30. GFG

    GFG Oct 24, 2012 North Dakota

    Yeah...I'd expect it to be quite awhile before they get to Kentucky. I'd bet at least 5-10 years unless they really decide to start expanding. In the mean time, I can do trades I'm sure :D
     
  31. DaveAnderson

    DaveAnderson Jan 11, 2011 Minnesota

    When I asked who drinks their products, I obviously included Third Street in the question. I don't know what "near omnipresent in the state of Minnesota" means. I never see it on tap, and I rarely see more than one variety in a store. I don't think I have ever seen anyone buy a Cold Spring product.

    By my reckoning, the only way Cold Spring can be a top 50 craft brewer is if you add in the contract brews they make (like they used to for Dave's Brewfarm).
     
  32. rlcoffey

    rlcoffey Apr 20, 2004 Kentucky

    I dont think so, but that might be the case. For example, City is listed with zeros for both locations in the 2011 list, with a note that they have no proprietary barrels. The Lion was at only 28k barrels in the 2011 list (and 15k the years before that). Im pretty sure they contract brew more than that.

    That doesnt mean it isnt inconsistently reported, as its put together via self-reporting and/or estimation. Maybe Cold Spring reports everything they produce. The Lion had the symbol for "estimated" while Cold Spring didnt on the 2011 list, so now Im thinking you were probably right, so my "I dont think so" to start this reply is wrong. :confused:
     
  33. BottleCaps80

    BottleCaps80 Jan 12, 2013 Iowa
    Beer Trader

    I have heard that Spotted Cow is the #1 selling beer on tap in the state of Wisconsin. That means it beats Budweiser, Bud Light, Miller, Coors and all of the other Macro crap for sales on tap. That's pretty impressive!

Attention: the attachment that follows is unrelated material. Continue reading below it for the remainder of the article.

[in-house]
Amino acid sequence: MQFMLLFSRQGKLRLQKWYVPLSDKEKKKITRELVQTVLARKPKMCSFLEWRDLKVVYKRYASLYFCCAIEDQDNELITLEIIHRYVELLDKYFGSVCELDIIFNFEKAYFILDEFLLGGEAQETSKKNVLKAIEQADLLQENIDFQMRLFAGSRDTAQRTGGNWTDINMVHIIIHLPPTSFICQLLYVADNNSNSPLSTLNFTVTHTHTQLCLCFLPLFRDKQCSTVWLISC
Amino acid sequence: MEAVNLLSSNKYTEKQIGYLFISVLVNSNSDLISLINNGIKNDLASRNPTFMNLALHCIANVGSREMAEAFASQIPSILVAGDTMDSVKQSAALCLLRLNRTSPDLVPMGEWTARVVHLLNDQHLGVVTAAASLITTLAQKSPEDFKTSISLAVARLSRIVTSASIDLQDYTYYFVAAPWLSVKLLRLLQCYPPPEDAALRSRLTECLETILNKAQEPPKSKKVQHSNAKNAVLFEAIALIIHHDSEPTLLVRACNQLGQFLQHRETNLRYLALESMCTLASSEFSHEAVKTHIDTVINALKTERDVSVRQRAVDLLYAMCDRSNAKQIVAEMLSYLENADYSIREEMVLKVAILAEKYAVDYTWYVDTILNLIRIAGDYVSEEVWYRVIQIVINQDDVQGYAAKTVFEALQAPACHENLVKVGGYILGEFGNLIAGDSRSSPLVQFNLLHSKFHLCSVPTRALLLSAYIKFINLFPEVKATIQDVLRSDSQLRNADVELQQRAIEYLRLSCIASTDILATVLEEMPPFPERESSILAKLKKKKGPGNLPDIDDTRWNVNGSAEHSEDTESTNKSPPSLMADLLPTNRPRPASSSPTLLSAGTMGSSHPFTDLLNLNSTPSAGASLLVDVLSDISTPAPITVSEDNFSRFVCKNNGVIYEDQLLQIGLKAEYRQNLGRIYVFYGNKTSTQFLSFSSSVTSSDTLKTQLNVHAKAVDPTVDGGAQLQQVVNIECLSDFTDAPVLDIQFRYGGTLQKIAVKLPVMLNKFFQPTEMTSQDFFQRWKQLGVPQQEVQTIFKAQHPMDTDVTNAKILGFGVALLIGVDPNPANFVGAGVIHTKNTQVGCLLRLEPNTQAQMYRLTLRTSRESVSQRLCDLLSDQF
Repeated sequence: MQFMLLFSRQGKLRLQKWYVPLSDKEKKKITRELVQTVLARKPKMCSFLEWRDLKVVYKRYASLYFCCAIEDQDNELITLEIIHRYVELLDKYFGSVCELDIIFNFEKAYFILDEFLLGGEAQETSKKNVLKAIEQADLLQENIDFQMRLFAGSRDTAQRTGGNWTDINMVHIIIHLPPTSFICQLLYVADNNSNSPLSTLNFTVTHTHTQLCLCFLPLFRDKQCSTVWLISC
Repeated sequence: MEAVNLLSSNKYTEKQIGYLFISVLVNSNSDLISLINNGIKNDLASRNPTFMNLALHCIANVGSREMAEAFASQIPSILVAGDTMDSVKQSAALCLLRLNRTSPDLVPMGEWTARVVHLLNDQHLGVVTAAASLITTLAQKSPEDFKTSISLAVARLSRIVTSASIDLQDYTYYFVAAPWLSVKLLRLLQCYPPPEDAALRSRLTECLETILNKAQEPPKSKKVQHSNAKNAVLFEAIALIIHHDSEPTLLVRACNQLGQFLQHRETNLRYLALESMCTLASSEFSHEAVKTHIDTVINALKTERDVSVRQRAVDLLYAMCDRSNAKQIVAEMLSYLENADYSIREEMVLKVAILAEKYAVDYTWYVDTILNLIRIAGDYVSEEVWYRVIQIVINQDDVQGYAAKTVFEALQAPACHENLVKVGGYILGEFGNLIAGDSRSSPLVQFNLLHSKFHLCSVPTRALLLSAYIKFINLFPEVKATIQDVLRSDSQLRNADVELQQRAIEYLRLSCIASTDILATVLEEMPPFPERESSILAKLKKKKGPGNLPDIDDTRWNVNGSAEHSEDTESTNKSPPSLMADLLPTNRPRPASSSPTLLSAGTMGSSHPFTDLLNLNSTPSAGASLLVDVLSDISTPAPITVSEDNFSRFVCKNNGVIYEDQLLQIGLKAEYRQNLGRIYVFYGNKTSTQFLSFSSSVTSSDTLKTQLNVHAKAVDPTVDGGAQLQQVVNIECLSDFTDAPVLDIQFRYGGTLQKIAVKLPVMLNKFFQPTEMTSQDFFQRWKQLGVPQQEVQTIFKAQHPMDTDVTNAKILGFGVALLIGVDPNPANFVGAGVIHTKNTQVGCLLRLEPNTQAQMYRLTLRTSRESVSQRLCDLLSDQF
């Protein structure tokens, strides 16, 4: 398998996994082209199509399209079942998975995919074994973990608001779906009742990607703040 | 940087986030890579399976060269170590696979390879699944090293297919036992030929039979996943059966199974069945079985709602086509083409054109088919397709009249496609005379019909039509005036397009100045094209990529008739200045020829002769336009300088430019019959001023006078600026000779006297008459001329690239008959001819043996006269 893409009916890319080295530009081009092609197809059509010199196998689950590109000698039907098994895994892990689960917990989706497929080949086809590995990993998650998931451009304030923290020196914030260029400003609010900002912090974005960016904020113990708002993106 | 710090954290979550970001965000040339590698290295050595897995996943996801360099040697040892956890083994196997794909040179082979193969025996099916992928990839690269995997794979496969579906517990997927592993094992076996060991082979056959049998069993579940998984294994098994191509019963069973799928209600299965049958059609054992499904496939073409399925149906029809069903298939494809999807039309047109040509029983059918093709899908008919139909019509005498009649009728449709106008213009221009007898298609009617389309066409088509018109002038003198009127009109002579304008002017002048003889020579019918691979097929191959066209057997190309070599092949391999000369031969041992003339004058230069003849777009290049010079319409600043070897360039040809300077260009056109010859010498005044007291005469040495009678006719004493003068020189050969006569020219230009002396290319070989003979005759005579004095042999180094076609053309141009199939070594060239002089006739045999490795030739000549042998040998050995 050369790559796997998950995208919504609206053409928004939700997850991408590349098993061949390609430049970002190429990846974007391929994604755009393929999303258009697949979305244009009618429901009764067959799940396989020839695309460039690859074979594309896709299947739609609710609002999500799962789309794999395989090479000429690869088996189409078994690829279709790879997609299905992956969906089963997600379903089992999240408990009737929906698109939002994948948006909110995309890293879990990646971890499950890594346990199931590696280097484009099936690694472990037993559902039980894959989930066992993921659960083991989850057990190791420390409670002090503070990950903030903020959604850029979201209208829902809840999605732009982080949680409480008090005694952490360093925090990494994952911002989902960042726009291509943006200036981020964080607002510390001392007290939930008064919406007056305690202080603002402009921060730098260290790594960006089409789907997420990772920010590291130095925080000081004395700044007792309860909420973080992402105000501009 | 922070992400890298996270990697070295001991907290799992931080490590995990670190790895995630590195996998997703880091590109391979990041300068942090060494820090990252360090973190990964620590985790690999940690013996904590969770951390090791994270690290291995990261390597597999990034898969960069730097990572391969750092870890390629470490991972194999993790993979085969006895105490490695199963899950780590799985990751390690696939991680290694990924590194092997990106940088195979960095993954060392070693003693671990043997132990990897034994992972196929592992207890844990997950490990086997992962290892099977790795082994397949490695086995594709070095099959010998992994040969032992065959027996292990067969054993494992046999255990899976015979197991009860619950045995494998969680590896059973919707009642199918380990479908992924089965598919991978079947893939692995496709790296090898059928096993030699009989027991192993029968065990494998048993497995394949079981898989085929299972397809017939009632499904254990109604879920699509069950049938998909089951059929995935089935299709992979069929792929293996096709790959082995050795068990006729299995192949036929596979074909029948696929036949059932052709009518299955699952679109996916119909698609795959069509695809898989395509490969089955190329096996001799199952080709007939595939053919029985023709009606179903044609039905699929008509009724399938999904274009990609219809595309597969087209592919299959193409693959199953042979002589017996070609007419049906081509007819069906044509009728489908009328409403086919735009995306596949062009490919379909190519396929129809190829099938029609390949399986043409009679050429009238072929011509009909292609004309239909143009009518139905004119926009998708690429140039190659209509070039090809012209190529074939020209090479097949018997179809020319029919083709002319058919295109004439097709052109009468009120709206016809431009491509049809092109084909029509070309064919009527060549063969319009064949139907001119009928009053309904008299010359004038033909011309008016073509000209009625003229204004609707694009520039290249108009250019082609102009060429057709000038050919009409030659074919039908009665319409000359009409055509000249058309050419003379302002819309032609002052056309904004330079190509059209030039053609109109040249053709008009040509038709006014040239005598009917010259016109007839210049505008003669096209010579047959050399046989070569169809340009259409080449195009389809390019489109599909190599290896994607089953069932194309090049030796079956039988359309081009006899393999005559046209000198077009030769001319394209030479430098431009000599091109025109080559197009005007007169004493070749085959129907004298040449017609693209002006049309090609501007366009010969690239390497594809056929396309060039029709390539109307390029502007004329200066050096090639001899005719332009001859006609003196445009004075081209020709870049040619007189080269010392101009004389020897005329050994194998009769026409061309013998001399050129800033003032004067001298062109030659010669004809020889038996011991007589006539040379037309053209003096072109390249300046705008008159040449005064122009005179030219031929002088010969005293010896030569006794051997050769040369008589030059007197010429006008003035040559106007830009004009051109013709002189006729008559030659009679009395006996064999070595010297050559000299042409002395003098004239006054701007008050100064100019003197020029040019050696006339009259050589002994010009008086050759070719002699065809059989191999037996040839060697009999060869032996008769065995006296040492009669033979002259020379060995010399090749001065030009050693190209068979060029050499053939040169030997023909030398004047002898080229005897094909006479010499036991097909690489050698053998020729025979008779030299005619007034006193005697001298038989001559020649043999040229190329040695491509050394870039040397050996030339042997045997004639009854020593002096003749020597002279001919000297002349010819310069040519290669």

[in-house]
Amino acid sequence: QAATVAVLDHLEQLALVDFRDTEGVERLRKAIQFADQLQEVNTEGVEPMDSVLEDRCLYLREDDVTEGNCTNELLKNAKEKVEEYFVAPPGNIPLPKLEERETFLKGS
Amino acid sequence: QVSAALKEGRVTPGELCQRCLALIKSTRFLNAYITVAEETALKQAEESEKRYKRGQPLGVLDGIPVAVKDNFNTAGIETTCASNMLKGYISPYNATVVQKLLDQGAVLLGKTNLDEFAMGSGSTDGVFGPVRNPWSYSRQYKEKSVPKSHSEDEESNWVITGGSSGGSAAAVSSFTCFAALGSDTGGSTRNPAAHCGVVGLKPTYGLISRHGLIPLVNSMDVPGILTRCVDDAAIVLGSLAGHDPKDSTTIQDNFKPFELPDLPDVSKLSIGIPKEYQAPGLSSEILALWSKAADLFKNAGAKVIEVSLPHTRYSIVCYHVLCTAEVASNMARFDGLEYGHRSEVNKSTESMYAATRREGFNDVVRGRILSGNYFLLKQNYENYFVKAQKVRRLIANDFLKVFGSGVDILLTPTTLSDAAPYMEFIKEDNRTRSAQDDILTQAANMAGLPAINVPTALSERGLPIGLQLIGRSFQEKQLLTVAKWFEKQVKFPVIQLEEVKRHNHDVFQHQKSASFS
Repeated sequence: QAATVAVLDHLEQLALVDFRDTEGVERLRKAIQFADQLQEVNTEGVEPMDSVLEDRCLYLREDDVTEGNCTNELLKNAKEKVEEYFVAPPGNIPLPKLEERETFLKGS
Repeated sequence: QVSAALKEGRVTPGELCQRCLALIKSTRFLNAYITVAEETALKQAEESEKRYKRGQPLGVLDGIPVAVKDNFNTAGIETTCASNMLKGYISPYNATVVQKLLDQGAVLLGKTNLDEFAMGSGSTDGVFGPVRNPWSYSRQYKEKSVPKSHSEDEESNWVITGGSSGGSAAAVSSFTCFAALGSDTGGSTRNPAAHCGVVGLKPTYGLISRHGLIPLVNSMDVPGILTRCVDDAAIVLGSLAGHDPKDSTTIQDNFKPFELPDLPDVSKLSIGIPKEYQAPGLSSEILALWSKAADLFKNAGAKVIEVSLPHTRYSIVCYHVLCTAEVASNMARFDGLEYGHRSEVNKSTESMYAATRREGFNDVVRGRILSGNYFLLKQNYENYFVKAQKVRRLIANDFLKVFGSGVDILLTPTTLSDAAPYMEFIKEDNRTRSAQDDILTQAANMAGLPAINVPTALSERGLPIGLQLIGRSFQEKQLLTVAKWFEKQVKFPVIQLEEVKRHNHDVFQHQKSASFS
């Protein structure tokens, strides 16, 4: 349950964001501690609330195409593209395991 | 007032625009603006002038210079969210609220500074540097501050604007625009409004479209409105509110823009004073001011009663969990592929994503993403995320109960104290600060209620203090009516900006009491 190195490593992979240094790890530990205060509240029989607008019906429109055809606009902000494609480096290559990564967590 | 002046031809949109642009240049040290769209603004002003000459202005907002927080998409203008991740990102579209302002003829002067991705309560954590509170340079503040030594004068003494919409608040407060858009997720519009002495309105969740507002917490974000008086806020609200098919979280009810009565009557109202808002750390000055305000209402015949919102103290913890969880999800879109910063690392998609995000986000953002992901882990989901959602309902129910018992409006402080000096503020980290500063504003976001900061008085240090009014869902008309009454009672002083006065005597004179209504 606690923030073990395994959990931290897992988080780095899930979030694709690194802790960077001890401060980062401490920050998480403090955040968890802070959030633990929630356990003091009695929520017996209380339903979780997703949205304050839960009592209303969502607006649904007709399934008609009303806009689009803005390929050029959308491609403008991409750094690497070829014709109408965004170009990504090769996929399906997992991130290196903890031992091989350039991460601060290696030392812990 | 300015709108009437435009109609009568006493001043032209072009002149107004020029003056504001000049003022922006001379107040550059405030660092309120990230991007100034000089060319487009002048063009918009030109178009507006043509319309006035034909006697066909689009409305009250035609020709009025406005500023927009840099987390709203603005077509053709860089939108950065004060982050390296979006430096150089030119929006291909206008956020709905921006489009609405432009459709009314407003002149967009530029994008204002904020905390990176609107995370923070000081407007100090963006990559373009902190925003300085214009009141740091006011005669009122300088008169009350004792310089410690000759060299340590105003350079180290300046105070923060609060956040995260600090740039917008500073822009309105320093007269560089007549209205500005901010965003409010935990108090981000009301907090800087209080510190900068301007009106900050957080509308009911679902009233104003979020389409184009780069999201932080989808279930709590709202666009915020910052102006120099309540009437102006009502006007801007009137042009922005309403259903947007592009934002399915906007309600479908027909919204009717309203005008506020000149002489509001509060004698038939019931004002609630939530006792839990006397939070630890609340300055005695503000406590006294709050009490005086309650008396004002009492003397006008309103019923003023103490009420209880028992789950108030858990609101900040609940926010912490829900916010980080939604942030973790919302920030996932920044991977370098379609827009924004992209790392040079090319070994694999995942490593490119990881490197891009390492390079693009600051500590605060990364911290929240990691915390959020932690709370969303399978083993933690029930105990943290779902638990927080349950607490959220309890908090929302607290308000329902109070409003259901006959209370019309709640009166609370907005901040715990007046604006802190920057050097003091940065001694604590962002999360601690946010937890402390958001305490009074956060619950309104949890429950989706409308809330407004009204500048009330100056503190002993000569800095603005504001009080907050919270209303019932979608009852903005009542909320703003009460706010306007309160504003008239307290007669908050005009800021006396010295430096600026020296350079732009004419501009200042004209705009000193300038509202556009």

34. MN_Beerticker

    MN_Beerticker Jul 10, 2012 Minnesota

    http://www.thirdstreetbrewhouse.com/beer-finder/

    With the exception of the Rochester area and Fargo-Morehead area, Third Street has a strong presence. I have seen several people buy their products. Just because you haven't seen it doesn't mean it isn't out there.
     
  35. Chaz

    Chaz Feb 3, 2002 Minnesota
    Beer Trader

  36. oneraindog

    oneraindog Oct 6, 2003 Pennsylvania

    44,000
     
  37. AHood

    AHood Nov 28, 2012 Texas

    Haha, so true. Never been to WI, but dated a guy for 3 years from La Crosse and all I ever heard was "Spotted Cow, Spotted Cow, Spotted Cow" I still have yet to try anything from NG though :/
     
  38. DaveAnderson

    DaveAnderson Jan 11, 2011 Minnesota

    This doesn't really change my reaction. If anything it strengthens my incredulity. How does Cold Spring, a brewery whose products I rarely see and even more infrequently see being purchased, crank out 6 times as much beer as Surly, and basically as much as Summit?

    It makes as much sense to me as finding out that Moxie outsells Pepsi would.
     
  39. redbeerdviking

    redbeerdviking Oct 12, 2009 Pennsylvania

    I am surprised that Yuengling has done more sales than Sam Adams....
     
  40. jesskidden

    jesskidden Aug 10, 2005 New Jersey
    Subscriber

    If beer contract-brewed for other companies were counted under the contractor brewery and not the marketing company, then "breweries" like #3 Pabst, #22 World Brews and Narragansett (#50 last year) would be "0".

    And City (which owns 3 different "+million barrel" capacity breweries) would be on the "non-craft" list somewhere in the Top 20.